What’s the connection between the Beatles’ George Harrison, boxing legend Muhammad Ali, and Chrysler cars? The Highway Hi-Fi: a vinyl record player that just happened to be the world’s first in-car music system. It appeared 60 years ago this spring, in 1956, and should have been a smash hit. It was innovatory, a major talking point, arrived as the car market was booming as never before, and it came with much press hype. It also had the backing of a leading motor manufacturer. What could possibly go wrong?
About a year ago, Susan and I went out to our old stomping grounds of Wesleyan University and saw the premier of Noah Baerman’s “Know Thyself”. Susan and Noah met back in grad school, and Susan was renting an apartment from Noah and his wife earlier on when we were dating. Susan said Noah was premiering a new work at Wesleyan, and we should make the trip out to see it. It was something different, and I’d never actually seen Noah perform, so it sounded like a good idea.
The piece premiered in the second half of the performance, after intermission. It ran about an hour, during which time I was completely mesmerized. I can best describe it as a Jazz symphony, though I’m sure those words don’t do it justice. I turned to Susan after the event and said “wow, I wish you’d told me in advance it was going to be this great, I’d have invited along some other folks”.
Now, I can share it. Noah’s released a recording of the piece, which you can stream for free from his website. I encourage you to take the time to check it out, I think you’ll find it well worth your investment.
The newest issue of the journal Intelligence has the largest review ever of research on the so-called Mozart Effect, the popular idea that listening to classical music can enhance the intelligence of people in general and babies in particular.
The review is titled “Mozart Effect, Schmozart Effect,” which should give you some idea of its conclusion: there ain’t no such thing.
But even if listening to Beethoven won’t make us smarter, the history of how the Mozart Effect ultimately became fashionable does have something to teach us. It’s a story about careful science, less careful journalism, and of course, death threats.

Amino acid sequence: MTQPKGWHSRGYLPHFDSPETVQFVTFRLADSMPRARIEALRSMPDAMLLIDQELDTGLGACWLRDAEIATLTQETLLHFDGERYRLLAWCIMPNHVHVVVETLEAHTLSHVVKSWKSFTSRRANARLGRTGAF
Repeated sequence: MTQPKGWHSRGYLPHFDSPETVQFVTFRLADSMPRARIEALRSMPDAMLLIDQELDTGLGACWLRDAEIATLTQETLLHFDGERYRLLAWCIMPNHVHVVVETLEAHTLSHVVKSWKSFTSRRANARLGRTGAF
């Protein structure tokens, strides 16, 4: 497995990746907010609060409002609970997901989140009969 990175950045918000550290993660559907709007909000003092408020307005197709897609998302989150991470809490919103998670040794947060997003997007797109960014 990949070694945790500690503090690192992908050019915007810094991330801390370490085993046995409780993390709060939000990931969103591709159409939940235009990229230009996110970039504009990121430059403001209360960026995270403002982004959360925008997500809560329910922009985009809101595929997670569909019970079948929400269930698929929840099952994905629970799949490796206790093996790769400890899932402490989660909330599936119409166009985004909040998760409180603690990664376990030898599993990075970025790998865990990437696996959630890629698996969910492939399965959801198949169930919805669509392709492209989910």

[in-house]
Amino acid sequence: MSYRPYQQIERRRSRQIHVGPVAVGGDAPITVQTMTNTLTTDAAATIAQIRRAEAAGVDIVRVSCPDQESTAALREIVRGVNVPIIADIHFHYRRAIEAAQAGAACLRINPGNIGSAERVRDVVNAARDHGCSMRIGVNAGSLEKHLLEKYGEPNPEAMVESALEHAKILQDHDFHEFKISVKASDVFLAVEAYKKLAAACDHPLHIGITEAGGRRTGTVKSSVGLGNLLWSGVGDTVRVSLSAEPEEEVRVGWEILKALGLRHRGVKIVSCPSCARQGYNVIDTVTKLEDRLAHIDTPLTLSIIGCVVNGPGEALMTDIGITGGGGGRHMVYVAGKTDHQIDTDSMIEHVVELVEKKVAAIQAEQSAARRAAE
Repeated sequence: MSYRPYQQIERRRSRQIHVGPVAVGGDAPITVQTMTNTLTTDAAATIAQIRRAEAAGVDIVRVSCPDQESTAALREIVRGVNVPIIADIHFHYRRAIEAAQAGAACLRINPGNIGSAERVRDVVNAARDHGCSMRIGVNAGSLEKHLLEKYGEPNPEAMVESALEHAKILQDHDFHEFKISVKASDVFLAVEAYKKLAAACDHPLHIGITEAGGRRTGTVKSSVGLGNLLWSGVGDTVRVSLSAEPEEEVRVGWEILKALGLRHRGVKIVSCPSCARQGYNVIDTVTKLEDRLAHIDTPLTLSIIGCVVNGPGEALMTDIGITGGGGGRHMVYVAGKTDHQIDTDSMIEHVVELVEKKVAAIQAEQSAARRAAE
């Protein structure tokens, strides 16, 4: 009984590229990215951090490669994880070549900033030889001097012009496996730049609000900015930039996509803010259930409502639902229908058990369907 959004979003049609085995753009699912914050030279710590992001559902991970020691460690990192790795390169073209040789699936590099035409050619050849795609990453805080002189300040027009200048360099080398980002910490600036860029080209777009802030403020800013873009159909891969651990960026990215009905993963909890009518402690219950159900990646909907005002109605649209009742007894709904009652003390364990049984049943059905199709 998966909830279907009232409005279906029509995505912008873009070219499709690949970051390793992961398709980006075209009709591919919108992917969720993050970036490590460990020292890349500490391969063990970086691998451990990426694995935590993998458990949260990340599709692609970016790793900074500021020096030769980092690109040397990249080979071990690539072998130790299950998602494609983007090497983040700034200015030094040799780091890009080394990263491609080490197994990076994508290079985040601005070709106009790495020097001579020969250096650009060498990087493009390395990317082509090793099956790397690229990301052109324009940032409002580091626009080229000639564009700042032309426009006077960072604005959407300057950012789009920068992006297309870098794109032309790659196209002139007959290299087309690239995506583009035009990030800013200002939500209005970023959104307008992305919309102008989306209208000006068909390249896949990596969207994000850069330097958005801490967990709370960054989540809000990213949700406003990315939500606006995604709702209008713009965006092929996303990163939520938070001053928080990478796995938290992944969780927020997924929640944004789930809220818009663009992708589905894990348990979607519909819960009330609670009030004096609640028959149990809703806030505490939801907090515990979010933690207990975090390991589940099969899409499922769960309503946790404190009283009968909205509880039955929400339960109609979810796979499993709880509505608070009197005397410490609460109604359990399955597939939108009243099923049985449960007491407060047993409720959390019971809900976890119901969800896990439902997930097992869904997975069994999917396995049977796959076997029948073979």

And so kicked off a decade of people believing that Mozart makes them smarter because people jumped far too early to broad conclusions based on a very simple very specific investigation.
One of the constant tensions that exist is the new media age is between preservation of culture and copyrights. Personally this doesn’t get summed up any better for me than the fact that Schickele Mix is now lost to us.
Peter Schickele produced 175 episodes of a radio show that explored concepts in music in a very accessible way. I heard it by accident on our local NPR station 7 years ago, and fell in love with it. This was already during one of it’s many encores, as new shows had stopped being produced the last 90s. Even though I possess no real musical talent (or perhaps because of that), the show was facinating, and taught me incredible amounts about music. I only wished it was still running somewhere.
Because the show was about music, it played full length songs. The royalty rates for those on broadcast radio were something that was payable at the time, but those rates are substantially higher for online distribution. Hence, there are no archives, and a big piece of culture, one that could get people really excited about music, is now unpublishable due to copyright.
When I was in college, I was always fascinated by the fact that all that still remained of Ancient Greek Theater were 40 some odd plays. How could culture like that get lost? In a digital age it seems incredible that it would be possible to loose important parts of our culture.